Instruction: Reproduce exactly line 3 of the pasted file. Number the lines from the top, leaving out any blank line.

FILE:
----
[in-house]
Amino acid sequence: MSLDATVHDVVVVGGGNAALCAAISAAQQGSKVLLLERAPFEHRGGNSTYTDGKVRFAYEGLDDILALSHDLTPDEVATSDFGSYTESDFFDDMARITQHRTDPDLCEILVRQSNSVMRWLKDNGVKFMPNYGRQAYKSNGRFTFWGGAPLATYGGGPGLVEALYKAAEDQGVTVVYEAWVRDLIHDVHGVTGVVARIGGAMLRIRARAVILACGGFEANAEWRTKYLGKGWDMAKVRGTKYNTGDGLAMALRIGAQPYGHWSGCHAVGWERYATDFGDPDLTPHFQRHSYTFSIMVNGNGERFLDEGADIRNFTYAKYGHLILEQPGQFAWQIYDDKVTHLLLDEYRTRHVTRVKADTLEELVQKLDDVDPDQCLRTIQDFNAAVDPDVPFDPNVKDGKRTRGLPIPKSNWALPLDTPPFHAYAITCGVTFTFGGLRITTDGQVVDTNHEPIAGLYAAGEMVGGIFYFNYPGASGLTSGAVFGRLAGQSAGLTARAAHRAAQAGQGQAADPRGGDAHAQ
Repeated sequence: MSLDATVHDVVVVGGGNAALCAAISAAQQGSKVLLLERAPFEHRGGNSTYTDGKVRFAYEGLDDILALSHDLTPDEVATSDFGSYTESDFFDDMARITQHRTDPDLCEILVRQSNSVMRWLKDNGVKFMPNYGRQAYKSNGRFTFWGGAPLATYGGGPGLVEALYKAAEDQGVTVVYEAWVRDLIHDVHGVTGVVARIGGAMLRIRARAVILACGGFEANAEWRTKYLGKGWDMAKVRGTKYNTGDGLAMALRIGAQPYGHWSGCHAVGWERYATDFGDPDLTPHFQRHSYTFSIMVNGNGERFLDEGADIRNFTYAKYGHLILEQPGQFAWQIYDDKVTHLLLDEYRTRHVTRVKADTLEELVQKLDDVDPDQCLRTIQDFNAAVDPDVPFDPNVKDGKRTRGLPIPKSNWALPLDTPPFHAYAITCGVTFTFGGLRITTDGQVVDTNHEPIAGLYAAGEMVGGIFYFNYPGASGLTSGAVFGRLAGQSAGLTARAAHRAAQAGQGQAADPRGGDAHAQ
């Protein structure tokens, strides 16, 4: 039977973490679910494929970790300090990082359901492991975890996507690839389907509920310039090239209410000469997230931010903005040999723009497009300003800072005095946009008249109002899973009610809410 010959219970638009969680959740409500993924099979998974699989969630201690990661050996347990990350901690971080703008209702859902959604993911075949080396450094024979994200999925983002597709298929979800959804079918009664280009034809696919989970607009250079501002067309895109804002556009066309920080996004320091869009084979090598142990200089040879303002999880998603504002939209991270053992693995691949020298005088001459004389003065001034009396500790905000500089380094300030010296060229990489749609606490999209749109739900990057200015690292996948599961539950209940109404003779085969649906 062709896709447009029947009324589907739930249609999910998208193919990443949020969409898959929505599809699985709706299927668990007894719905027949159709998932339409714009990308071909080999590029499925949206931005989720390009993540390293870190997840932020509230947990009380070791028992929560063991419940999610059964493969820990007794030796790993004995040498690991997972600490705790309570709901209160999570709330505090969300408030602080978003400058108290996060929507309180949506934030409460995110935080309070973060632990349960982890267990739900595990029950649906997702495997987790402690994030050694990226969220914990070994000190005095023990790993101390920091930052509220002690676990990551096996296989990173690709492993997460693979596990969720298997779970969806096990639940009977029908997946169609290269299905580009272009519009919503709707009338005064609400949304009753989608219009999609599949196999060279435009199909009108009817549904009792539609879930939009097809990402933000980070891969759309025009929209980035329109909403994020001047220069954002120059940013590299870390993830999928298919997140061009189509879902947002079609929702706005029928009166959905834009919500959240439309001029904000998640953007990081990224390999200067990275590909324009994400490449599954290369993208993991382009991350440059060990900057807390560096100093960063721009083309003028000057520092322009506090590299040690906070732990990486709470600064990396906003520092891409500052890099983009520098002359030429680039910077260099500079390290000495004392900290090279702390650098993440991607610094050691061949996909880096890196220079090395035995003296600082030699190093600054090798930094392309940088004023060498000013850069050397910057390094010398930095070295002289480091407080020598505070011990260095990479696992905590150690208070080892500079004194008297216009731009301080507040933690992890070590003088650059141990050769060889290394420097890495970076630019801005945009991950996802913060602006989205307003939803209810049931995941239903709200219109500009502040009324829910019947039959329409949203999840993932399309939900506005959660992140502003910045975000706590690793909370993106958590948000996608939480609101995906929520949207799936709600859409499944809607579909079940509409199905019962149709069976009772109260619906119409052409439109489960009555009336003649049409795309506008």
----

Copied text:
Repeated sequence: MSLDATVHDVVVVGGGNAALCAAISAAQQGSKVLLLERAPFEHRGGNSTYTDGKVRFAYEGLDDILALSHDLTPDEVATSDFGSYTESDFFDDMARITQHRTDPDLCEILVRQSNSVMRWLKDNGVKFMPNYGRQAYKSNGRFTFWGGAPLATYGGGPGLVEALYKAAEDQGVTVVYEAWVRDLIHDVHGVTGVVARIGGAMLRIRARAVILACGGFEANAEWRTKYLGKGWDMAKVRGTKYNTGDGLAMALRIGAQPYGHWSGCHAVGWERYATDFGDPDLTPHFQRHSYTFSIMVNGNGERFLDEGADIRNFTYAKYGHLILEQPGQFAWQIYDDKVTHLLLDEYRTRHVTRVKADTLEELVQKLDDVDPDQCLRTIQDFNAAVDPDVPFDPNVKDGKRTRGLPIPKSNWALPLDTPPFHAYAITCGVTFTFGGLRITTDGQVVDTNHEPIAGLYAAGEMVGGIFYFNYPGASGLTSGAVFGRLAGQSAGLTARAAHRAAQAGQGQAADPRGGDAHAQ